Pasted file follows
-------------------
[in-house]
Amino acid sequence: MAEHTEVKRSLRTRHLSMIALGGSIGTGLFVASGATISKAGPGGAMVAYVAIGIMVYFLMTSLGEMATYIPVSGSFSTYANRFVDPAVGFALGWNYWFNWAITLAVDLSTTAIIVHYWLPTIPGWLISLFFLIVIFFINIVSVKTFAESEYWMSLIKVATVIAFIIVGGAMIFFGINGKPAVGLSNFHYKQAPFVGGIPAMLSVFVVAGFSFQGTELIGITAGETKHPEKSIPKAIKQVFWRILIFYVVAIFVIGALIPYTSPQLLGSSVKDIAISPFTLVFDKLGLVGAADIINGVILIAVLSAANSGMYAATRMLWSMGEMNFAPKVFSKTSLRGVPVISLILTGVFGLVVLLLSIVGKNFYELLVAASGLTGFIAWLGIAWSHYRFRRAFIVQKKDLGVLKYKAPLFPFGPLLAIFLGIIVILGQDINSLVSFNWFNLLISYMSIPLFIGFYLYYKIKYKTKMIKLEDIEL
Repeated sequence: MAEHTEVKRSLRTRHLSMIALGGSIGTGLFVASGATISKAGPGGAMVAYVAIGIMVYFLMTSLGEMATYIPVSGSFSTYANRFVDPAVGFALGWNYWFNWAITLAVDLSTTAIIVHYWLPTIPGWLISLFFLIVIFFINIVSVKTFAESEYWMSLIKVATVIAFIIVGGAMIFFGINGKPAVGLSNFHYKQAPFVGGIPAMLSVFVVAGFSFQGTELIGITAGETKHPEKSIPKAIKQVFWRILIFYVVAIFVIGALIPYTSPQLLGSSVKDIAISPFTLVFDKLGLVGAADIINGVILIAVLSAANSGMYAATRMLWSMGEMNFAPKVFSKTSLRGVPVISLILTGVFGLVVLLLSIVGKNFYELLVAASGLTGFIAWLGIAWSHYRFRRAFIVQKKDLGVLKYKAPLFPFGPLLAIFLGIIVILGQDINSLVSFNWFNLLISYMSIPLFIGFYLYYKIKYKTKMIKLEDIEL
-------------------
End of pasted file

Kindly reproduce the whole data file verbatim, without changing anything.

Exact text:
[in-house]
Amino acid sequence: MAEHTEVKRSLRTRHLSMIALGGSIGTGLFVASGATISKAGPGGAMVAYVAIGIMVYFLMTSLGEMATYIPVSGSFSTYANRFVDPAVGFALGWNYWFNWAITLAVDLSTTAIIVHYWLPTIPGWLISLFFLIVIFFINIVSVKTFAESEYWMSLIKVATVIAFIIVGGAMIFFGINGKPAVGLSNFHYKQAPFVGGIPAMLSVFVVAGFSFQGTELIGITAGETKHPEKSIPKAIKQVFWRILIFYVVAIFVIGALIPYTSPQLLGSSVKDIAISPFTLVFDKLGLVGAADIINGVILIAVLSAANSGMYAATRMLWSMGEMNFAPKVFSKTSLRGVPVISLILTGVFGLVVLLLSIVGKNFYELLVAASGLTGFIAWLGIAWSHYRFRRAFIVQKKDLGVLKYKAPLFPFGPLLAIFLGIIVILGQDINSLVSFNWFNLLISYMSIPLFIGFYLYYKIKYKTKMIKLEDIEL
Repeated sequence: MAEHTEVKRSLRTRHLSMIALGGSIGTGLFVASGATISKAGPGGAMVAYVAIGIMVYFLMTSLGEMATYIPVSGSFSTYANRFVDPAVGFALGWNYWFNWAITLAVDLSTTAIIVHYWLPTIPGWLISLFFLIVIFFINIVSVKTFAESEYWMSLIKVATVIAFIIVGGAMIFFGINGKPAVGLSNFHYKQAPFVGGIPAMLSVFVVAGFSFQGTELIGITAGETKHPEKSIPKAIKQVFWRILIFYVVAIFVIGALIPYTSPQLLGSSVKDIAISPFTLVFDKLGLVGAADIINGVILIAVLSAANSGMYAATRMLWSMGEMNFAPKVFSKTSLRGVPVISLILTGVFGLVVLLLSIVGKNFYELLVAASGLTGFIAWLGIAWSHYRFRRAFIVQKKDLGVLKYKAPLFPFGPLLAIFLGIIVILGQDINSLVSFNWFNLLISYMSIPLFIGFYLYYKIKYKTKMIKLEDIEL